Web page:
Drones: Explained

Updated
Undated handout image courtesy of the U.S. Air Force shows a MQ-1 Predator unmanned aircraft. REUTERS/U.S. Air Force/Lt Col Leslie Pratt/Handout
Undated handout image courtesy of the U.S. Air Force shows a MQ-1 Predator unmanned aircraft. REUTERS/U.S. Air Force/Lt Col Leslie Pratt/Handout

Drones are unmanned air-crafts, piloted through remote-controls by pilots 6,000 miles away, usually in Nevada and California. First used for surveillance, the Predator Drone has become far more sophisticated and armed in the last decade; the military now shoots 33 drone strikes per month in Afghanistan. Elsewhere, drones have been used to monitor weather patterns; most recently, the FBI used a drone to monitor a hostage standoff involving a 5-year-old boy in Alabama.

More controversially, the CIA operates drones that shoot down terrorists in countries the U.S. is not at war with. There have been more than 400 drone strikes in Yemen, Pakistan, and Somalia and the U.S. is now planning a drone base in North Africa to combat the rising threat of extremists in the area.

The CIA’s program is the most criticized and shrouded part of the U.S.’s counter-terrorism strategy. The agency’s use of drones is a key part of an institutional shift, as the ACLU’s National Security Director Hina Shamsi explained to msnbc.com: “the CIA has been morphing into a paramilitary killing operation instead of focusing on its core role of foreign intelligence.”

A Justice Department white paper released by NBC News on Monday revealed that the government has declared it legal to use drone strikes to kill targets that it deems a threat, or associates of al-Qaeda even if there is no evidence of an active plot. Attorney General Eric Holder has maintained that internal deliberations with the CIA and president satisfy the needs of due process in selecting whom to attack.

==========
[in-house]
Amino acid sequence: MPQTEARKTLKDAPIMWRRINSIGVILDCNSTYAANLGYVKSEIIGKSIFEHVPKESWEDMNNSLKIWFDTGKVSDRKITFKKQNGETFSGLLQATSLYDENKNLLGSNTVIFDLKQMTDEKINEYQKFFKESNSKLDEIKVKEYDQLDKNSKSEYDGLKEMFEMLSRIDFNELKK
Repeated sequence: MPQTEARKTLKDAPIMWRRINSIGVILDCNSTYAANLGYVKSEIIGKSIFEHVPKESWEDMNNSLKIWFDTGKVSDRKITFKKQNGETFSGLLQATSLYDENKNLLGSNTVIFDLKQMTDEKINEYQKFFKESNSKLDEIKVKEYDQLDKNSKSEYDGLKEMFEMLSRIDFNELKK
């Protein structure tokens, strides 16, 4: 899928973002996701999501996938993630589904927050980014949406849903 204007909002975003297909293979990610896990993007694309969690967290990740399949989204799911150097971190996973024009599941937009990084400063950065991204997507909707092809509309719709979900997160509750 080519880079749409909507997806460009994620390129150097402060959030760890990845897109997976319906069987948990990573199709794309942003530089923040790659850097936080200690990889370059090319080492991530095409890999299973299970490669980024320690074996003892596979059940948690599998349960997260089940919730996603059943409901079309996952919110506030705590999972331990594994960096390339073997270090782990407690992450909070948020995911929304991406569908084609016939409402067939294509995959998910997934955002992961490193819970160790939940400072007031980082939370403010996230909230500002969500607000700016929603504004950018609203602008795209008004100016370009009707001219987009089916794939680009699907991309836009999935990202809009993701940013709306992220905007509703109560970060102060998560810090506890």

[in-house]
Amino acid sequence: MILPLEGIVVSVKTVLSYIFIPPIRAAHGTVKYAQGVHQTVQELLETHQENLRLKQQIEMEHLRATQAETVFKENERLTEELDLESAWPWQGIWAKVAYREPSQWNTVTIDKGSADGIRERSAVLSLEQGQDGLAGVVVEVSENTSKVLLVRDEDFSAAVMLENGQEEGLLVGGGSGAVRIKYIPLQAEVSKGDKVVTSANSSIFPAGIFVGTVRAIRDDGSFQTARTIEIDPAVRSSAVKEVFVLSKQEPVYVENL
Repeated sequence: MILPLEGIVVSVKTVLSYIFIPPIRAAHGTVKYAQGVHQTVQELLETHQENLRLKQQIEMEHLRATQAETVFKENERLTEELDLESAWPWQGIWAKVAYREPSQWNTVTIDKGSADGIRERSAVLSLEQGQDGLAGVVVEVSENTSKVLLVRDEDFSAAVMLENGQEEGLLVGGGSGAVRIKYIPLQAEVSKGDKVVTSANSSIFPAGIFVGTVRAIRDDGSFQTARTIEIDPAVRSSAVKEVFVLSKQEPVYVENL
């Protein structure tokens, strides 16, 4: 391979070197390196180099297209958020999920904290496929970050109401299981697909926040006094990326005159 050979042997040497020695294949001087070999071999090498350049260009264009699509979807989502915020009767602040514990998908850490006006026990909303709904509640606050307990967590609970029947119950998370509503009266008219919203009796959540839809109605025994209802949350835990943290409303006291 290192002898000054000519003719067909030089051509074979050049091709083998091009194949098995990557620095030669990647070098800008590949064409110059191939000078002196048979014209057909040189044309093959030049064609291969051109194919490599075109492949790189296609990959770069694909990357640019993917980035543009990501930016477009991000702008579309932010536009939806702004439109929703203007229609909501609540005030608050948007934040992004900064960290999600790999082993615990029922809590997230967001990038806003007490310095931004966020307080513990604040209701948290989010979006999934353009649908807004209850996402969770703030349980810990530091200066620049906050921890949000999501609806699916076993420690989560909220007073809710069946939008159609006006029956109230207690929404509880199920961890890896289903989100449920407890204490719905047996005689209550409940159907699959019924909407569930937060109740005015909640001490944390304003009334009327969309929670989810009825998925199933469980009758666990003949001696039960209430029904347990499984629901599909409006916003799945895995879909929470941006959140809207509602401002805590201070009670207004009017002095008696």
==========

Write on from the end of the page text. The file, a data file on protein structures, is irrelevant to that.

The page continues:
Critics slam the program for killing civilians, setting shaky legal precedent, and creating anti-American sentiment all over the world. The government has denied these things occur and maintains that all those killed by terrorists represent ‘imminent’ threats.

Perhaps the most controversial part of the drone program are signature strikes, where military-aged males are targeted based on profiling, though the government doesn’t know their identities.

In 2011, two American citizens were killed by drone strikes. The first, Anwar al-Awlaki, had renounced his citizenship and was a top al-Qaeda operative, according to reports,  but two weeks later the man’s 16-year-old American son, who had never been alleged to be a terrorist, was killed by a drone strike in Yemen. The boy had not seen his father for two years and was living with cousins. An Obama spokesman on the campaign trail said only that the boy should have had a “far more responsible father.

Drones have killed a number of top commanders, including al-Qaeda’s then-No. 2 man, Abu Yahya al-Libi, who was killed in 2011. The president has lauded drones for keeping U.S. troops out of harm’s way and keeping America out of future wars.

But despite Obama’s assertions, drones have also taken down hundreds of civilians. A recent report by the British Bureau of Investigative Journalism, concluded that at least 392 civilians were killed by drones (including 175 children) and more than a thousand civilian injuries since 2004.

John Brennan was the chief architect of the program’s expansion. Together with the president, he authors its “kill lists.”

Together, they a developed a “playbook,”  a set of evolving rules adopted by the Obama Administration as a guide on how to fight a high-tech global war prominently featuring drone attacks. Neither Congress nor the public has ever been told how, or who, the government decides to attack.

In the shake-up before Brennan’s hearing, the president agreed to release the government’s legal memos on drone strikes. They had not yet been released at the time of writing.

Drones: Explained

Updated